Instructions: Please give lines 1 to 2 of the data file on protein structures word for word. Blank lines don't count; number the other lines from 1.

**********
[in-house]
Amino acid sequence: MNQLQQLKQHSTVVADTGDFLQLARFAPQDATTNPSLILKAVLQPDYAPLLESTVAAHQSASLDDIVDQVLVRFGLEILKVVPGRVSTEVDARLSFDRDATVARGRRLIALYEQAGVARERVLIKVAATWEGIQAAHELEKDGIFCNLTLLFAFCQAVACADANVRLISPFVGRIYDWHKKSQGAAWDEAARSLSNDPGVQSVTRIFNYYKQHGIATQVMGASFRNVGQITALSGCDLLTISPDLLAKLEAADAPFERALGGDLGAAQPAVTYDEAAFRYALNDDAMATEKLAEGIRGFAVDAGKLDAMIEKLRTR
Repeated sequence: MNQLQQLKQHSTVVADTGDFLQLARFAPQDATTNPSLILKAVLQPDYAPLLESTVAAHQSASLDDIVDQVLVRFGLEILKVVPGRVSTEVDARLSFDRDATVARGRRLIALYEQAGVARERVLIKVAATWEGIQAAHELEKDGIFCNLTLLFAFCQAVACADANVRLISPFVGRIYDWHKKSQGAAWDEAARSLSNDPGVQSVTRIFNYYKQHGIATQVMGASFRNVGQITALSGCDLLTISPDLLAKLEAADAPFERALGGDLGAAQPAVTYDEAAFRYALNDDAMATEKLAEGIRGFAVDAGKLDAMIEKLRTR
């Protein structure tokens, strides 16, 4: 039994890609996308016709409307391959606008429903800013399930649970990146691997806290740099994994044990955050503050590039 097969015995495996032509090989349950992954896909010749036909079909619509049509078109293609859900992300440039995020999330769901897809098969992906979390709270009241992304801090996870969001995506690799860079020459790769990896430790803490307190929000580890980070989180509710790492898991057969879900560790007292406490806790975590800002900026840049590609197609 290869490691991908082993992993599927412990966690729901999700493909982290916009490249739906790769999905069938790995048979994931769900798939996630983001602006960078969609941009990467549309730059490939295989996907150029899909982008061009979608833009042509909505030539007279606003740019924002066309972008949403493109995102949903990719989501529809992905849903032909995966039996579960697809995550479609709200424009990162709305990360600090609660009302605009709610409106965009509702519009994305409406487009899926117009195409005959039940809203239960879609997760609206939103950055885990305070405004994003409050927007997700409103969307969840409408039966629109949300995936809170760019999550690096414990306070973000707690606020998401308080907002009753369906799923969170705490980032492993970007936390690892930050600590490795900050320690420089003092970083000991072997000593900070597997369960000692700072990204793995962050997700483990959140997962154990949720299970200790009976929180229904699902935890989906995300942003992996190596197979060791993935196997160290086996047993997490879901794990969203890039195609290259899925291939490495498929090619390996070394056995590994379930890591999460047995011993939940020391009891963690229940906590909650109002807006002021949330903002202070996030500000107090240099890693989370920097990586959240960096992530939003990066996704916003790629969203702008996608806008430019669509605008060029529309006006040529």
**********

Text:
[in-house]
Amino acid sequence: MNQLQQLKQHSTVVADTGDFLQLARFAPQDATTNPSLILKAVLQPDYAPLLESTVAAHQSASLDDIVDQVLVRFGLEILKVVPGRVSTEVDARLSFDRDATVARGRRLIALYEQAGVARERVLIKVAATWEGIQAAHELEKDGIFCNLTLLFAFCQAVACADANVRLISPFVGRIYDWHKKSQGAAWDEAARSLSNDPGVQSVTRIFNYYKQHGIATQVMGASFRNVGQITALSGCDLLTISPDLLAKLEAADAPFERALGGDLGAAQPAVTYDEAAFRYALNDDAMATEKLAEGIRGFAVDAGKLDAMIEKLRTR